Here’s one for the “Hollywood Moralizing” category. Matt Damon, the reigning king of speaking before thinking, recently lamented the state of the U.S. political landscape. It seems that Damon believes that financial inequality in America is a much bigger problem than the media is letting on. And he knows this because he went to a Bruce Springsteen concert in New York City. Good for you, Matt. What can’t be learned from the liberal media can always be learned from a liberal singer. It’s all so perfectly logical.
What is absolutely mind-blowing about Damon’s comments is how completely hypocritical they are (big surprise!). Damon is not your average Hollywood do-nothing. His work with Water.org is commendable for several reasons (more on this later). But when he tries to tell a reporter that he knows how Americans really feel about economic inequality because of what happened at a Springsteen concert, it is boggle-the-mind stupid.
To begin with, Springsteen tickets in Madison Square Garden begin at $75—as in for the nosebleed sections. And you can bet your ascot that Damon wasn’t sitting there. In fact, you can further bet that he didn’t even pay for his ticket. He was a “special guest” of Springsteen himself. How do I know this? Because of what Damon says: “I went backstage after and saw him [Springsteen] and it was the first thing he said to me. He's singing to firemen and cops and real people. And the fury that's there is very, very real.” Did everyone else at the concert get to go backstage and hobnob with Bruce too? Did the poor saps who paid $75 to watch the concert on the JumboTron get to meet “the Boss”? You already know the answer. Why is it that Bruce and Matt get to high-five each other backstage, yet the paying customers (you know, the 99 percenters) get to file out of the Garden and go straight home? Is there a bit of inequality here, Matt? What gives?
Further, what is truly astounding is Matt’s matter-of-fact reporting on what made the crowd furious and what so impressed him about the problem of “income inequality.” During a song titled Jack of All Trades, which speaks directly to the topic, Springsteen sings: “If I had me a gun, I'd find the bastards and shoot them on sight.” Fascinating. So it’s acceptable for Springsteen to advocate and threaten violence against the 1%? Damon’s response is even more fascinating: “Now when he says that, when he's saying that, the place roared. I mean, roared. Like 30,000 people involuntarily screamed their approval. And it was so alarming.” What should be more alarming, Mr. Damon, is that you and Bruce are part of the 1% “bastards” that the frenzied crowd wanted shot dead. For you to include yourself with “them” is more than a bit presumptuous, don’t you think? Might this have something to do with why the 99 percenters in the crowd had to enter through metal detectors and were not invited to the party backstage? I wonder.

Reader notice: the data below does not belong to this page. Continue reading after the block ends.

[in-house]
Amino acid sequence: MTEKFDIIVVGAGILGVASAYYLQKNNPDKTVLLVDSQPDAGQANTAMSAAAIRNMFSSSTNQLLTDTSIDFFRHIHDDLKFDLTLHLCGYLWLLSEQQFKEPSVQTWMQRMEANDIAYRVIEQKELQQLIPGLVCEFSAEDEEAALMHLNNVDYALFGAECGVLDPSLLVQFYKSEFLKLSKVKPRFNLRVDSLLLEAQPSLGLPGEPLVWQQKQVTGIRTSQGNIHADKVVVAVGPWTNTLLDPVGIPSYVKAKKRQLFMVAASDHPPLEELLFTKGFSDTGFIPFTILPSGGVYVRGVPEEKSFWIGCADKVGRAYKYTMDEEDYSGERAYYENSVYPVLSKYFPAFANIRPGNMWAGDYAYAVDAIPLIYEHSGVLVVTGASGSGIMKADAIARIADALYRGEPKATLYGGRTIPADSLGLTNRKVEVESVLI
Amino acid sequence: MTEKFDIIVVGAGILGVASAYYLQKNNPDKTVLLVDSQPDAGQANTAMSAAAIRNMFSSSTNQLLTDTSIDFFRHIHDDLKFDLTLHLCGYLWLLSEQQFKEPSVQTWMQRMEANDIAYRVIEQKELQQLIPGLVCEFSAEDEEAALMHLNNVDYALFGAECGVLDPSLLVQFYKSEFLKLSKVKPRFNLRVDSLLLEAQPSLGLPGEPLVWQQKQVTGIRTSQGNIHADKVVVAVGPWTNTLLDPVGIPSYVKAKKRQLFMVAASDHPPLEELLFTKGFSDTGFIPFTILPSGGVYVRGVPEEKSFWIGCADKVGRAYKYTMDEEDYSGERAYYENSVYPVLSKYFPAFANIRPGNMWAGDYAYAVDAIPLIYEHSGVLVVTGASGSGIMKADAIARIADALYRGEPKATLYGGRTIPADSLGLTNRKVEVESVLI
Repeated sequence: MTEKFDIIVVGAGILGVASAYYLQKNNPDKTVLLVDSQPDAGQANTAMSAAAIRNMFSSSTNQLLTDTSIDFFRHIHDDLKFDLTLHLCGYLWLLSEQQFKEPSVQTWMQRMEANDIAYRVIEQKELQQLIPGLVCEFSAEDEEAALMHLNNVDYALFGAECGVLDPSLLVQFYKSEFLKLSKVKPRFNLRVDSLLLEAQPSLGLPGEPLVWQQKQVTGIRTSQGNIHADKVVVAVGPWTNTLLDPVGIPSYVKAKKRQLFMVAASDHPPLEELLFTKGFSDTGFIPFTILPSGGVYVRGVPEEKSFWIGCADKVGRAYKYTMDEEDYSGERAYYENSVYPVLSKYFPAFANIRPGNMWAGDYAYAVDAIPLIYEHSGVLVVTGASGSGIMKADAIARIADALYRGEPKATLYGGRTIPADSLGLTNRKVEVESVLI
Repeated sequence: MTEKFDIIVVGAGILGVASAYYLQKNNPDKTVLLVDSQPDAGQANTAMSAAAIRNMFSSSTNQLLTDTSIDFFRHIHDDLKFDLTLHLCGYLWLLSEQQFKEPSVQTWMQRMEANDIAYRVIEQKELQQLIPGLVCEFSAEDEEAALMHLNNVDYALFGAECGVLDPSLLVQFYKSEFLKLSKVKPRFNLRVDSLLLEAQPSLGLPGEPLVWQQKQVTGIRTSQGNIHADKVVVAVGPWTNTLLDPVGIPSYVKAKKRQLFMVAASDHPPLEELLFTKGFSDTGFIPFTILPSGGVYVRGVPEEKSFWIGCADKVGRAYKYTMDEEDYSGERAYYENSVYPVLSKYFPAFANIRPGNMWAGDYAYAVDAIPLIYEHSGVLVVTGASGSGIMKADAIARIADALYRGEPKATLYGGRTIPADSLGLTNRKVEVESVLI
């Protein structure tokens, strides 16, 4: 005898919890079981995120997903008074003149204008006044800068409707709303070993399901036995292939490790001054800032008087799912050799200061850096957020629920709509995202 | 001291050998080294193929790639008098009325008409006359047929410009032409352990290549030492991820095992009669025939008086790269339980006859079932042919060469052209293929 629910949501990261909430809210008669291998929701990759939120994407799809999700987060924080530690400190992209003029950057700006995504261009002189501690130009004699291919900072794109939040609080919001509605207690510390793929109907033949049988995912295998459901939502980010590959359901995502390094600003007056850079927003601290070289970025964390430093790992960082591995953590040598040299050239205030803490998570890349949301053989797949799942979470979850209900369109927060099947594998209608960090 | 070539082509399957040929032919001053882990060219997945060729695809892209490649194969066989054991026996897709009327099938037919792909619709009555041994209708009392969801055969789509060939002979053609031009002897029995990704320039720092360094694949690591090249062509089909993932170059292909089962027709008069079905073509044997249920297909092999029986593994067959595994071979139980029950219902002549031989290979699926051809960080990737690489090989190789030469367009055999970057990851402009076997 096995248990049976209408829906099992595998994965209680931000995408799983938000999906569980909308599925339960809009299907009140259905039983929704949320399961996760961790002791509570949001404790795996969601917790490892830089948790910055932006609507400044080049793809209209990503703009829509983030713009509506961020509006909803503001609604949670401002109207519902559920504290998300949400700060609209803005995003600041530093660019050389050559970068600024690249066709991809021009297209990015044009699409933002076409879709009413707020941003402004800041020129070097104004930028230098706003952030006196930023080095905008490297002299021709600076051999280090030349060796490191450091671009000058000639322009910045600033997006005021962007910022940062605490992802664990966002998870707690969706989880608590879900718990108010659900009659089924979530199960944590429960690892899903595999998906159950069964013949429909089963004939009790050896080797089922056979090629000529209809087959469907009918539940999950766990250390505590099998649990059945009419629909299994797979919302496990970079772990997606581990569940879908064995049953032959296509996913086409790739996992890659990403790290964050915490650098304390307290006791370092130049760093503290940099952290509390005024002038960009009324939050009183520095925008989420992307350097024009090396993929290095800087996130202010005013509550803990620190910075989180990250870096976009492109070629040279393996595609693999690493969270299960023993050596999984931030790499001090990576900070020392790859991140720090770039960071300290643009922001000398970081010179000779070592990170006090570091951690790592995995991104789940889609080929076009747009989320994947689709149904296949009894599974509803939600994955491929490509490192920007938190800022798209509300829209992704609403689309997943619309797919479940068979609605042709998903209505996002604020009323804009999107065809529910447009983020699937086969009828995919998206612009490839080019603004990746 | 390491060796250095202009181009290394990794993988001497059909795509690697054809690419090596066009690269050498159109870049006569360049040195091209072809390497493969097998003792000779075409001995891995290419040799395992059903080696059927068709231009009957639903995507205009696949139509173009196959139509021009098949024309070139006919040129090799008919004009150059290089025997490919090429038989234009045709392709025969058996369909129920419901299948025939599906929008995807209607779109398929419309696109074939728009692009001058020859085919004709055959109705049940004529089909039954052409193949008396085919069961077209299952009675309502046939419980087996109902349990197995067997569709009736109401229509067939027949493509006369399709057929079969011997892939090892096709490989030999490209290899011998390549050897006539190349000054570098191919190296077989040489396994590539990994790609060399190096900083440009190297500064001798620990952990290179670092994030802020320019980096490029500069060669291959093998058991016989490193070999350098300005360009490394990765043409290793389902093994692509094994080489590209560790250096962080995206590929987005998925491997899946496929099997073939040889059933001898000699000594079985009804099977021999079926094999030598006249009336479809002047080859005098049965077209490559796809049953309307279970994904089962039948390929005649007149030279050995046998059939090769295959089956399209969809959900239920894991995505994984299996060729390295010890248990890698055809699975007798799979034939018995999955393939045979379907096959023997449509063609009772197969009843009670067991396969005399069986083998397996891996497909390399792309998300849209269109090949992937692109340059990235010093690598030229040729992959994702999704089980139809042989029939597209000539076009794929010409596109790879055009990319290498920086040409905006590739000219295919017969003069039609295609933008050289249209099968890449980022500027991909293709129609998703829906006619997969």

Damon has generated buzz in the past for his criticism of President Obama. While he is clear about his support for Obama, Damon is frustrated that the president has been less than proactive on following through on his many (many) election promises. Damon is right to be frustrated, but he is wrong to be putting his hope in politics. As he does with his Water.org project, which he co-founded with water engineer Gary White, Damon should not be looking to politicians to solve problems, but to individuals and the free-market. On its website, Water.org clearly states its mission:
We believe people in developing countries know best how to solve their own problems. That's why we forge partnerships with carefully-screened, indigenous partner organizations that understand, and are part of, the local culture. The result: a solution tailored to the needs of each community, instead of a technological fix the community has no way of maintaining.
Notice that the word “politics” or “politicians” is completely absent. What you do read however is “people,” “community,” and “local culture.” Not unlike the Christian church’s strategy of sending missionaries, Water.org looks for ways to help the local area deliver clean water to its people by implementing and working within the structure that already exists. This is a key function of the free-market and one that is almost never discussed or allowed by political regimes, whether local or foreign. Damon’s organization seems to understand this and is seeing great success with this approach. Why can’t Damon understand that this is far more effective than blathering on with Bruce about income disparity? My income is quite disparate compared to Damon and Springsteen, where do they get off telling me what it’s “really like”?
Here’s some advice, Matt. Continue solving the world’s clean water issues by working within the local free-market structure and stop listening to pseudo-social commentators like Bruce Springsteen. And then begin to realize that what works for third-world countries also works for the first-world ones: free-markets rather than hot air from stuffed political suits.